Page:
• Bring the community in to the school: Invite guests from the community to share important information. Try inviting the local public librarian to your school to tell parents about the public library and sign families up for library cards or inviting a local firefighter to come in and speak about fire safety. (When inviting guests from the community to the school, assure parents that identification will not be checked and explain that they do not need to show proof of legal residency to sign up for a library card.)

18. Get to know your neighbors

You may find it very productive for everyone to build a stronger relationship with your school's local neighbors! When the Extreme Makeover show came to Buffalo, NY, the students at Kevin Eberle's school took on an "extreme neighborhood clean-up" and an "extreme food drive," raking leaves for the neighbors and collecting a record-breaking 85 tons of food. Their efforts did far more to change the attitude that local residents had about their new "foreign" neighbors than any school board meeting could have done. You might also try a "craigslist" of sorts — are there items or activities that your neighbors and families can exchange? Or how about a school yard sale that raises money for a new parent center?

Perhaps you will find that the community is ready to chip in and help — and all you need to do is ask! Your neighbors may be willing to tutor or volunteer, or perhaps they have book, magazines, clothes, or household items that they are willing to donate to families. Following the 2010 Haitian earthquake, for example, the phones at Evans High in Orlando, FL began ringing off the hook and the office was filled with visitors as concerned neighbors contacted the school to find out how they could help the school's more than 600+ Haitian students and families.

Part V: Creating a Plan

19. Solicit ideas

Let's take a breath. This is a lot to think about! A good place to start in developing a new approach to family engagement is by getting feedback on staff members' and bilingual families' perceptions on the most burning needs for improving bilingual family involvement. This could be done through a survey to get initial priorities and follow up focus group conversations on selected topics. While it's not geared exclusively to ELL students, Beyond the Bake Sale, edited by Anne T. Henderson, Vivian Johnson, Karen L. Mapp, and Don Davies, offers a number of surveys and is a great place to start.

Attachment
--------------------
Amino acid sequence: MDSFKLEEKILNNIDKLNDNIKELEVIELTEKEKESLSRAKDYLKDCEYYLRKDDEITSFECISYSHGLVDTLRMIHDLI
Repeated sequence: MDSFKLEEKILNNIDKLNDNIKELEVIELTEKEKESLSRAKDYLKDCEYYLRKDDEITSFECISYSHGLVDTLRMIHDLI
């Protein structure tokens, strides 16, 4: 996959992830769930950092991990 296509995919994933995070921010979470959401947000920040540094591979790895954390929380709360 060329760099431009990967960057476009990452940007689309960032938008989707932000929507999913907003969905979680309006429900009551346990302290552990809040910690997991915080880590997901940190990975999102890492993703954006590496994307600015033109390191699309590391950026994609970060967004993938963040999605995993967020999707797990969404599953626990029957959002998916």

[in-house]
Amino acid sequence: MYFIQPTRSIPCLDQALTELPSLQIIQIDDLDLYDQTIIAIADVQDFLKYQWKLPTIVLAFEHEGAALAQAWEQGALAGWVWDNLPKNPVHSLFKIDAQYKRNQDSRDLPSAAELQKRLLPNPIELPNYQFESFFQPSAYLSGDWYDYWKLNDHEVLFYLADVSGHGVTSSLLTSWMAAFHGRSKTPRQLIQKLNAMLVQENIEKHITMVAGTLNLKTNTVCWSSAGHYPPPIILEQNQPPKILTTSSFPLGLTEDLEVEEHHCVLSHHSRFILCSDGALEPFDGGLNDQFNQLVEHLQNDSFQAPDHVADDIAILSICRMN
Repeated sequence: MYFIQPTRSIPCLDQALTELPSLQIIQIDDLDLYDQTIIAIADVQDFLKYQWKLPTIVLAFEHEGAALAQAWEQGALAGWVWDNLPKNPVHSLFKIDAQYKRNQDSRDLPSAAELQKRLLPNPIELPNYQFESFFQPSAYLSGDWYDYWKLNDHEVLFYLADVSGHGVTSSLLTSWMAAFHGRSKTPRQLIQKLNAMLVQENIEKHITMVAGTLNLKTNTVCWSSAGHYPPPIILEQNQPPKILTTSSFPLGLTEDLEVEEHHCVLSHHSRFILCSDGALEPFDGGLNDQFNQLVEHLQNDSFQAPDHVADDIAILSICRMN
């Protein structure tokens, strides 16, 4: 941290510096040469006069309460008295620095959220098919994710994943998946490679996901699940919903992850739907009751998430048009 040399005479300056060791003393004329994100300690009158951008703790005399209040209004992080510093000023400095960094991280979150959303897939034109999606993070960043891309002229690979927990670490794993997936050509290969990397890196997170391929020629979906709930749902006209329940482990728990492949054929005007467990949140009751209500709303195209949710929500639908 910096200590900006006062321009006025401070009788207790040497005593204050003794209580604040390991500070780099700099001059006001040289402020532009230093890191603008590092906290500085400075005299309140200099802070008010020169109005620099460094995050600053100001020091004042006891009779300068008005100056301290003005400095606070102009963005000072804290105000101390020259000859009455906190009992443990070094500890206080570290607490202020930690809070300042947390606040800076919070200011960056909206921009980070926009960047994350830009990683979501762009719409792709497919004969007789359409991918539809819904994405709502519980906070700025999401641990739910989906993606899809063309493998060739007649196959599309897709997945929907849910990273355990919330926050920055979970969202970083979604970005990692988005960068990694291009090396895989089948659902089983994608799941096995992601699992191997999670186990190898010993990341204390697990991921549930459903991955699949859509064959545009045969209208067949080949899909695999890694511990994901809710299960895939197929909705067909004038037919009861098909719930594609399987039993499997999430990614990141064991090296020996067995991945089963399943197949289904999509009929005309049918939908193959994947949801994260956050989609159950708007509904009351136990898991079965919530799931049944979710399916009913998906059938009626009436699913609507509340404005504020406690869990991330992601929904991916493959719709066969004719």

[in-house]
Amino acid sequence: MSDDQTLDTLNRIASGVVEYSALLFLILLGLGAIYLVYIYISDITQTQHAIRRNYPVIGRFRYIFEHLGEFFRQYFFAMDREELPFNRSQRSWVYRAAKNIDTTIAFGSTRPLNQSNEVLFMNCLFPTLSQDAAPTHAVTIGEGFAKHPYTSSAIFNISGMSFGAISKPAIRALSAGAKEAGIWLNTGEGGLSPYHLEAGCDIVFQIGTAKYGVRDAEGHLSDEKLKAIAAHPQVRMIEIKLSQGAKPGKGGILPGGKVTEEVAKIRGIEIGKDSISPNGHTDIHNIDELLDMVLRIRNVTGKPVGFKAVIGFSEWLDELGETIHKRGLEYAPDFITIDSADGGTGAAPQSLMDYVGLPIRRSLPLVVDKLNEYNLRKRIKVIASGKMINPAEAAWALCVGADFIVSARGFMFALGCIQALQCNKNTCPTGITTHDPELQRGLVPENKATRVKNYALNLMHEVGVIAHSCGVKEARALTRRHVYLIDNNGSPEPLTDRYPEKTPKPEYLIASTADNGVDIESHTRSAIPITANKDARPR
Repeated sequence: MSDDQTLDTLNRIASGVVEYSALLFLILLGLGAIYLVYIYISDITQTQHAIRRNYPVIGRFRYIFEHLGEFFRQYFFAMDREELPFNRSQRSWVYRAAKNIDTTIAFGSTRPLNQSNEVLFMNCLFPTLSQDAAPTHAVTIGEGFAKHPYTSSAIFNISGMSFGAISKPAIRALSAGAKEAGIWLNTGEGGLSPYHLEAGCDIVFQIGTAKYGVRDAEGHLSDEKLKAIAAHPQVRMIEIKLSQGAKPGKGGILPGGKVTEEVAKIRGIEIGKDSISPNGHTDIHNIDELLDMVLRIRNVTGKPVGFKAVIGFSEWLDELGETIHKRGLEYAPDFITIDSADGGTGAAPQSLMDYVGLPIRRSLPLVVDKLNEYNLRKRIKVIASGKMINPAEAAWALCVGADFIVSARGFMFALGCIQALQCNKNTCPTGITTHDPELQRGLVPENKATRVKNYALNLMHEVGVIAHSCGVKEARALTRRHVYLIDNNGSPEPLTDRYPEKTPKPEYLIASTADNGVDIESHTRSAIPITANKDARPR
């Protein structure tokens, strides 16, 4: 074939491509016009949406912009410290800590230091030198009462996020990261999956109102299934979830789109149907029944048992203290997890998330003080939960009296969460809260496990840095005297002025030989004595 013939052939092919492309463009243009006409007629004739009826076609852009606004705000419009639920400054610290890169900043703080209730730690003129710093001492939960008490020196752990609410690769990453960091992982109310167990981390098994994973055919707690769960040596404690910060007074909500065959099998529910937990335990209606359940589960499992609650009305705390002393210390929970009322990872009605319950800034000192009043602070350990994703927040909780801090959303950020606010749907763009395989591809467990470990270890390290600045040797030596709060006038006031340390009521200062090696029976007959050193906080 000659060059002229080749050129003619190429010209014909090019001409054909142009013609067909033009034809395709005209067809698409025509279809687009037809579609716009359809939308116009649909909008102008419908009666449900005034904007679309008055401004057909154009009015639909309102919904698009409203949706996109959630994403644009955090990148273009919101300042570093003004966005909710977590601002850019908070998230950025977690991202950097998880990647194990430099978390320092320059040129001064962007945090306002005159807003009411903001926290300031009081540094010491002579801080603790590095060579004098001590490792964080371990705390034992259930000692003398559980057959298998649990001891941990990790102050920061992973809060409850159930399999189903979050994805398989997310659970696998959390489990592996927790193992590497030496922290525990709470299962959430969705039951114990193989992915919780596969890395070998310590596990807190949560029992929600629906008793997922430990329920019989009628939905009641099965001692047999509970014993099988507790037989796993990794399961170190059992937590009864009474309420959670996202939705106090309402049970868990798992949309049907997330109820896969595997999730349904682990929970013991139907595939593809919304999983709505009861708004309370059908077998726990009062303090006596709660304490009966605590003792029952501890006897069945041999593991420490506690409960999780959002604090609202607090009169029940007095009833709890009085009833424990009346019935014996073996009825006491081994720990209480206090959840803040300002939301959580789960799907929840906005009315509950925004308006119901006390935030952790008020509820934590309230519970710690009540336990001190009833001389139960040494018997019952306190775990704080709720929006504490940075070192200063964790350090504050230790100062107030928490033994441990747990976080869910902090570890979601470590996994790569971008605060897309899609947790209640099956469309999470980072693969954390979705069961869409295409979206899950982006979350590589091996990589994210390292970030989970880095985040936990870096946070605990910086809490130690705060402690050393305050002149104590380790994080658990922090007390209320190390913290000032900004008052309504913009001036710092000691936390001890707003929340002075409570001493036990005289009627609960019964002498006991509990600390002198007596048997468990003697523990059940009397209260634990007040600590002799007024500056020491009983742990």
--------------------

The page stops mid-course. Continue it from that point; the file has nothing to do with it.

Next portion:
In addition, don't forget to ask the students what they think — even the young ones! What information would really help their parents? What information would they most like their parents to have? What would make school events easier for their families to attend? How might their parents be able to contribute to the school? Since ELLs often have so much responsibility in their families, they often are unusually attuned to their parents' needs and strengths, as well as their own.

Once two or three priorities are set, the school can look at the resources available and how best to proceed in implementing these approaches. A small committee of staff members, parents, and students may also be helpful in designing an action plan. Remember that no matter how many good ideas your teachers, parents, and students have, those ideas won't go very far without the support of the administration, and the "idea well" will run dry if people feel that their ideas and input aren't welcomed by school leaders.

20. Look for the funding

Perhaps the juices are starting to flow and you are excited about these ideas, but you are concerned about where the funding will come from in this tough budget climate. The good news is that, with a little bit of creativity and effort, you can fit some of these strategies into your existing structures. More importantly, though, as a school leader, you are in the position to make ELL family engagement a priority by allocating resources, no matter how limited, to make it happen.

Where to begin? Title I and Title III funding are possible options, as are family engagement grants. Numerous organizations offer small and large grants focused on family literacy and outreach — particularly around ELL, minority, Latino, and at-risk students. You may be able to enlist help in looking for those grants from your ELL staff, community partners, or a school parent with fundraising experience. Unfortunately, many times ELL educators and parents already have the ideas, but they are told that there "isn't any money" because the school leaders have not made family engagement a priority. You are in a position to make it priority, though, and once you start looking for money, you may be surprised at what you find!

Final Thoughts

You may not be able to implement all of these ideas in one, two, or even three years as you adjust to a new population in your school — and not all of these options may fit your particular population. All you have to do, however, is open the door. By setting the right tone and showing that you are committed to engaging ELL families, you will find staff members and parents coming to you with new ideas and energy that you didn't know they had — and that positive change, in turn, will benefit the entire community.

Interested in putting together English lessons for parents
Posted by: Sofia Nunez  |  April 09, 2017 11:12 PM